Free Future

Do Young People Care About Privacy?

Do Young People Care About Privacy?

By Jay Stanley, Senior Policy Analyst, ACLU Speech, Privacy & Technology Project at 10:00am

Everywhere I go, I hear some variation of the claim that “young people today just don’t care about privacy.” This is something that people widely seem to believe is “just true.” The latest claim to this effect comes in the form of a new poll, the release of which was trumpeted with unfortunate headlines like “Millennials don’t worry about online privacy.”

In fact, the poll, which was conducted by the University of Southern California’s corporate-partnered Center for the Digital Future, showed no such thing. Although there were some differences between younger and older respondents,

Drone Legislation: What’s Being Proposed in the States?

Drone Legislation: What’s Being Proposed in the States?

By Allie Bohm, Advocacy & Policy Strategist, ACLU at 3:15pm

It's a race to see which state will be the first to pass legislation governing domestic drone use. Coming out of the gate first was Florida, which passed a bill through several committees in the Senate back in January. This is notable since the Florida…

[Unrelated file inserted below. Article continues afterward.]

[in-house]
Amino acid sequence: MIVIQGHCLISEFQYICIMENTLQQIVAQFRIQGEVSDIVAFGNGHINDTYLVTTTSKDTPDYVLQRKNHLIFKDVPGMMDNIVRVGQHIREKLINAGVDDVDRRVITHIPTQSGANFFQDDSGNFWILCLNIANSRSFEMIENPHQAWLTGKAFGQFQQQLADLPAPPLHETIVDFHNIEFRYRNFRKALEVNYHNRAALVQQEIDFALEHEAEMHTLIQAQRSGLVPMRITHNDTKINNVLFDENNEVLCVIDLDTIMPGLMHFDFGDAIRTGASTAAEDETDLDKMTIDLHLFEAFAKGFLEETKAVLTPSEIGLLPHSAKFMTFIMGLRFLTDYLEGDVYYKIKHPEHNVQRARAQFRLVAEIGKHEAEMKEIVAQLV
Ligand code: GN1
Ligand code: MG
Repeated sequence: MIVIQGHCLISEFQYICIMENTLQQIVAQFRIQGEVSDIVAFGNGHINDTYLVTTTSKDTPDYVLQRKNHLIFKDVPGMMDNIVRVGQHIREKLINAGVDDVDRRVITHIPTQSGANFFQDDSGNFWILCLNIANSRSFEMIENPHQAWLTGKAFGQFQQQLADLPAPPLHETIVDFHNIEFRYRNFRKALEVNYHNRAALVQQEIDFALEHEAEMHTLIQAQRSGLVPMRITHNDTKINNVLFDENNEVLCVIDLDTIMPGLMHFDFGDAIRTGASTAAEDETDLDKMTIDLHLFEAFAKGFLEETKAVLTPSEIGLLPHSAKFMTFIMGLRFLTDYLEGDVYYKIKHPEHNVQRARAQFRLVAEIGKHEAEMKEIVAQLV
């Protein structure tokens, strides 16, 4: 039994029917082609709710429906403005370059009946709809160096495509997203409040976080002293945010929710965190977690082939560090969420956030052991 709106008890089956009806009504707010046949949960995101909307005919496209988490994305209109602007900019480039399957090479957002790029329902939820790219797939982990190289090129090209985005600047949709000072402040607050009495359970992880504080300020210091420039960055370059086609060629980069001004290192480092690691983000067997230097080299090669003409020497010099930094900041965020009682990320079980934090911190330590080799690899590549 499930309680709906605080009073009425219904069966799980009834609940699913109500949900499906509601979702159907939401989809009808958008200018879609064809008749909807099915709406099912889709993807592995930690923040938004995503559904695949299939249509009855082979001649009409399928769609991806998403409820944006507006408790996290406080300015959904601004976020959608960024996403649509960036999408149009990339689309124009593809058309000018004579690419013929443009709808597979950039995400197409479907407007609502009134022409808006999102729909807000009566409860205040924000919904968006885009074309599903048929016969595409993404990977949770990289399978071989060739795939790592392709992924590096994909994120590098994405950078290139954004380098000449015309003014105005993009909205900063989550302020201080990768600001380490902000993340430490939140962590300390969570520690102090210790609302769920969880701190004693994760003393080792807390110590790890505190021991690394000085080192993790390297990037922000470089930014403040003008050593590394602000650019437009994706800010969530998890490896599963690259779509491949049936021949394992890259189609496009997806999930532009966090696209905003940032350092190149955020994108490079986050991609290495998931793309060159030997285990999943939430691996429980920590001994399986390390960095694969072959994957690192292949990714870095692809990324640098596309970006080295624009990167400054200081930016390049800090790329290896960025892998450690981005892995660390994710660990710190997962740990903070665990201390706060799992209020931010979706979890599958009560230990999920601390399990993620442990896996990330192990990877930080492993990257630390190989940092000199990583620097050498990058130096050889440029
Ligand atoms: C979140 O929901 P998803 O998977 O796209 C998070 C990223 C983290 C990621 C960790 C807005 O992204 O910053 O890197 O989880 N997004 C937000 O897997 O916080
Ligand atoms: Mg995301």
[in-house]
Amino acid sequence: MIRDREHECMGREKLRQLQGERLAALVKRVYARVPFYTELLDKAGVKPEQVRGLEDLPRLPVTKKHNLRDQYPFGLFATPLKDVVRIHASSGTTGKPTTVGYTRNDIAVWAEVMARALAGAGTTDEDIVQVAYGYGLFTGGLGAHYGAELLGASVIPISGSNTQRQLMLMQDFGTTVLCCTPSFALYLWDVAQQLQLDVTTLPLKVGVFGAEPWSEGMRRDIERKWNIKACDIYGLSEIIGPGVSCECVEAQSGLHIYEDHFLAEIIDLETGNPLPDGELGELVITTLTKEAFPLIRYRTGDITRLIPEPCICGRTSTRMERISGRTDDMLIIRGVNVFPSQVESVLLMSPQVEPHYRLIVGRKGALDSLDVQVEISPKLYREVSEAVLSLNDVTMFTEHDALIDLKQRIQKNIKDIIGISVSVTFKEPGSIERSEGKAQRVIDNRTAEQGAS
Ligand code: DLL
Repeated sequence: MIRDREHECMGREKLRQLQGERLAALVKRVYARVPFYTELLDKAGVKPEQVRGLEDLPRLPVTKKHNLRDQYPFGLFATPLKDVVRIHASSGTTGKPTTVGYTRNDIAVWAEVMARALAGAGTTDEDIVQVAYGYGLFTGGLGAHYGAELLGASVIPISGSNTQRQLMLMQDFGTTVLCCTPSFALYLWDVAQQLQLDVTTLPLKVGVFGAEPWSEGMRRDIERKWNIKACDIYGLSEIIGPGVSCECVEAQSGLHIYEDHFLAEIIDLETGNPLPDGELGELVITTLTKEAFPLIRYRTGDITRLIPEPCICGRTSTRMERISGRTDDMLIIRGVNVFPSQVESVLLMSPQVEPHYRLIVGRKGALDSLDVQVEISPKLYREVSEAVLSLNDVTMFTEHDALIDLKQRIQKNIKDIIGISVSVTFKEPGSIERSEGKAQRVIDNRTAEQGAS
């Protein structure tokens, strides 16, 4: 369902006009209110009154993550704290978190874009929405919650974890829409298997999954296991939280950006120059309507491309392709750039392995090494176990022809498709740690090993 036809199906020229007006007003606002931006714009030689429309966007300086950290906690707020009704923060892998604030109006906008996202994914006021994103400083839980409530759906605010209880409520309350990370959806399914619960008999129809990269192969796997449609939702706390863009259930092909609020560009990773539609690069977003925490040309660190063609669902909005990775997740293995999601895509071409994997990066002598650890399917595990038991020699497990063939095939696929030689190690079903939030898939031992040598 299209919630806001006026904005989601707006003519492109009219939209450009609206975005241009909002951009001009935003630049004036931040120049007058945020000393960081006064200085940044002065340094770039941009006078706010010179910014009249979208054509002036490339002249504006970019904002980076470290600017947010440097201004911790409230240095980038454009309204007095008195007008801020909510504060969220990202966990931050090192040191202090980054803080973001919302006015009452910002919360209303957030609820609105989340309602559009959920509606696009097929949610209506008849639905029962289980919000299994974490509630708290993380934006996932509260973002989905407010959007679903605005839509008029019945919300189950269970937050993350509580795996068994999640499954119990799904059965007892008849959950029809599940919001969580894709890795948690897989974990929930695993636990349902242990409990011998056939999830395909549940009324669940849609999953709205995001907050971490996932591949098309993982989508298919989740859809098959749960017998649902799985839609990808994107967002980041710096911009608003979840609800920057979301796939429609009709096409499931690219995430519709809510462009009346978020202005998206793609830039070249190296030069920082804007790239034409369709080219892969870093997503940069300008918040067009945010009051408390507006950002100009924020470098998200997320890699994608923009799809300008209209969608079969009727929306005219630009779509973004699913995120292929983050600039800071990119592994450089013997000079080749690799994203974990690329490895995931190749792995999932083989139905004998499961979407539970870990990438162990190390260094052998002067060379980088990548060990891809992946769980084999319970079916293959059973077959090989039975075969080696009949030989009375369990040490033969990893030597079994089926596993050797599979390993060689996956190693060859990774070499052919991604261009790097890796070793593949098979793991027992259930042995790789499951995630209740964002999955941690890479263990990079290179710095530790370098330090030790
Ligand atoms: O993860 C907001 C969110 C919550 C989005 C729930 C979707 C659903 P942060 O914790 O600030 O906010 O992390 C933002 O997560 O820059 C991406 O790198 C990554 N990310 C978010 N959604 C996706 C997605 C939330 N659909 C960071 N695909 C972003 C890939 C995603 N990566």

Adding Audio Recording to Surveillance Cameras Threatens A Whole New Level of Monitoring in American Life

Adding Audio Recording to Surveillance Cameras Threatens A Whole New Level of Monitoring in American Life

By Jay Stanley, Senior Policy Analyst, ACLU Speech, Privacy & Technology Project at 11:06am

There has been a lot of attention recently to the issue of audio recording being added to surveillance cameras on public buses. This issue first came onto our radar in 2009, but resurfaced again in Maryland in October (see this October Baltimore Sun…

Chris Rock on stage

Chris Rock Explains Why Privacy Matters

By Jay Stanley, Senior Policy Analyst, ACLU Speech, Privacy & Technology Project at 3:01pm

In an interview published in New York Magazine, Chris Rock and Frank Rich have a very interesting discussion about the effect of ubiquitous cell phones on the creative process for stand-up comics. Although as Rock says standup comedy is in some ways…